Last week, my little area of the blogosphere was all a twitter about an article written by Rabbi Shmuley Boteach about how breastfeeding can lead to marriage difficulties. As it turns out, the article was a few years old (written in 2006), and the good Rabbi wrote a clarification piece in response to the initial backlash, but that’s not the point of my post.
There was one section of the piece that initially p*ssed me off.
I told the mother that in being so devoted to her son, she had committed the cardinal sin of marriage, which is to put someone else before her spouse, even if that someone is your child. Furthermore, I said, her obsession had turned one of her most attractive body parts into a feeding station, an attractive cafeteria rather than a scintillating piece of flesh.
WHAT?! A. SCINTILLATING. PIECE. OF. FLESH???!!! (now, imagine a look of horror, outrage and disgust all in one plastered on my face.) So, not only is Rabbi Shmuley telling me that breastfeeding could hurt my marriage but it also is taking all pleasure away from my husband, after all that’s all a woman is to a man… a scintillating. piece. of. flesh. Oh, yeah, and God-forbid the Man-Child I married be denied pleasure. Steam, Fume, Grumble.
And then I continued reading:
In the end, there are two effects of breast-feeding that we often refuse to acknowledge. One is the de-eroticization of a woman’s body, as her husband witnesses one of the most attractive parts of her body serving a utilitarian rather than romantic purpose. This is not to say that breast-feeding isn’t sexy. Indeed, the maternal dimension is a central part of womanliness. But public breast-feeding is profoundly de-eroticizing, and I believe that wives should cover up, even when they nurse their babies in their husband’s presence.
Wait?! Now Rabbi Crazy is telling me that I am not even supposed to use my breasts for what they are designed for because it’s going to hurt the feelings of the Man-Child I married?!?!?! At this point, I just about hit the roof and my loving husband told me to close the computer and go for a walk before I do something crazy. I let it stew for a bit (after all this hit right around June 7-8) and then I started thinking a little bit more. I re-read the article a few times (it took a few times because I found myself getting all angry and emotional before I got to the end) and I finally got it.
Rabbi Shmuley is making two big points. One is that we have to remember to keep our marriages “spouse-centered” rather than “child-centered.” Many parents make the mistake of making their children trump over their spouse and what happens to the marriage that is not tended to? It withers and dies. I have some friends who make the counter-point of that kids are only little for so long and that marriages are forever, but we have to remember the strength of inerita and Newton’s first law of motion: An object in motion tends to stay in motion, an object at rest tends to stay at rest. If your marriage is not tended to and in a state of rest for 2,3,4 or 5 or more years… while your kids are “little” it will be that much harder to get things moving again, especially if you compound that with how long you were husband and wife before you were mom and dad. For some of us, we were only husband and wife for a few months or few years before God blessed us with children but we always have to keep in mind that it was because we were husband and wife that we became mom and dad.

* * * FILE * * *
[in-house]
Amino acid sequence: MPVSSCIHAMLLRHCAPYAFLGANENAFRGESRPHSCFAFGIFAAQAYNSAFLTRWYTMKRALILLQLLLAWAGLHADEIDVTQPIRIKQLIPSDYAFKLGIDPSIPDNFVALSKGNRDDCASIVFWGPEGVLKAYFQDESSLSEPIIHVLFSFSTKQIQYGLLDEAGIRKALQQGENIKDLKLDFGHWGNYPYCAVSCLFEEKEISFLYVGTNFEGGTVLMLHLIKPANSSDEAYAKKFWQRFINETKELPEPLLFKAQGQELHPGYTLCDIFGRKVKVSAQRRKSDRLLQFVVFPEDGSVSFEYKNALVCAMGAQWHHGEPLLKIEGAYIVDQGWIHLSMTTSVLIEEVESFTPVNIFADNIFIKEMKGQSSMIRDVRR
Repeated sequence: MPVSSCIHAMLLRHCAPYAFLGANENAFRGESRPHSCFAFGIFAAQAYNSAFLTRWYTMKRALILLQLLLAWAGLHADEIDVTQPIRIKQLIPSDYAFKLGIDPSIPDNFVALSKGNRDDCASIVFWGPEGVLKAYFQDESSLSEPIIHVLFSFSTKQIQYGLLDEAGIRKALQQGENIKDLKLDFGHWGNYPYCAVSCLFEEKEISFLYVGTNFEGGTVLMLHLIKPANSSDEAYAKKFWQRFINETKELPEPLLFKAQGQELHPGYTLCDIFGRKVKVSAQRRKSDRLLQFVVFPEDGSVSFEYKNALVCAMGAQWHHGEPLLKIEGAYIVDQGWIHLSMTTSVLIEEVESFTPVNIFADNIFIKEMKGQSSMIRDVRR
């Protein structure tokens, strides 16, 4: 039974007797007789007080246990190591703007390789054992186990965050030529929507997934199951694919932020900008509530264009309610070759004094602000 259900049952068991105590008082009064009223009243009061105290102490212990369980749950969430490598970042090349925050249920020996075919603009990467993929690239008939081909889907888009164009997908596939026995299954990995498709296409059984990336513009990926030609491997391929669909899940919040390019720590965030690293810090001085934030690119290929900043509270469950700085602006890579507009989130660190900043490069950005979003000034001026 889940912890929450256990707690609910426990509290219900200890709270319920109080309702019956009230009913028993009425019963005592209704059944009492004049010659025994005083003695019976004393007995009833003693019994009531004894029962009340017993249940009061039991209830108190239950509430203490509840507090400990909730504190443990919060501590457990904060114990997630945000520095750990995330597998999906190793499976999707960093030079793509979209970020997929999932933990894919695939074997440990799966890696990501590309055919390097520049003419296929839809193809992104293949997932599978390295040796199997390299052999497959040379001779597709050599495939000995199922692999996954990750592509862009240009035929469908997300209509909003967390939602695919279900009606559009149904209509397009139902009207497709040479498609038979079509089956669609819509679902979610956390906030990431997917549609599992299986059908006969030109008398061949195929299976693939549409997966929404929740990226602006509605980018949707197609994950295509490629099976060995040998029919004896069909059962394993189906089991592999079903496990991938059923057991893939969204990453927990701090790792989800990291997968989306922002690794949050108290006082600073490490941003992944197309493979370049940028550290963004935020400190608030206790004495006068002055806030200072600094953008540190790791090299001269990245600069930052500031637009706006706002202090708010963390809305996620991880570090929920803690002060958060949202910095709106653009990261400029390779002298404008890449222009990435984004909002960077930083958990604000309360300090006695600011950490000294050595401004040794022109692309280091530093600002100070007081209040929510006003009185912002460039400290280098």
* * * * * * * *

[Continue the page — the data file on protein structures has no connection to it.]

The second point was a little harder to wrap my mind around, especially since he is basically telling wives to cover up when nursing in their homes, but as we approach summer it’s becoming clearer. We tend to get de-sensitized to things that we see over and over again. If you watch violent movies, television shows you might not bat an eye at the shootings on the news. If you watch programs with overly sexual tones, you don’t see the harm in wearing a tube top to Mass. The Rabbi warns against spouses parading around the bedroom naked because it takes the specialness away from the body and makes it common. Most people do not react when seeing a hand or nose or toe because you see them everywhere, but seeing the curve of a woman or that vee under a man’s belly button, can really set one ablaze. So, in asking wives to cover when nursing can be seen not an act of repression on the part of the husband to the wife but rather an act of love by the wife to the husband by keeping one of the most erotic parts of her body for his eyes only.
Now, you won’t see me covering up while nursing around my house or in public for that matter (but you will find me veiling at Mass,) and no one should make a mother cover when nursing, except the nursing mother in question, but like I said, I can get what he’s saying. After all, whenever I hear people getting all up in arms about seeing a woman nurse in public the thought that goes through my head is “What is wrong with people? It’s just a breast?! It’s function is to feed a baby!” but we do have to remember that breasts are secondary sexual organs as well as primary feeding sources for our young. And who better than to be given the role of multitasking than… Mom.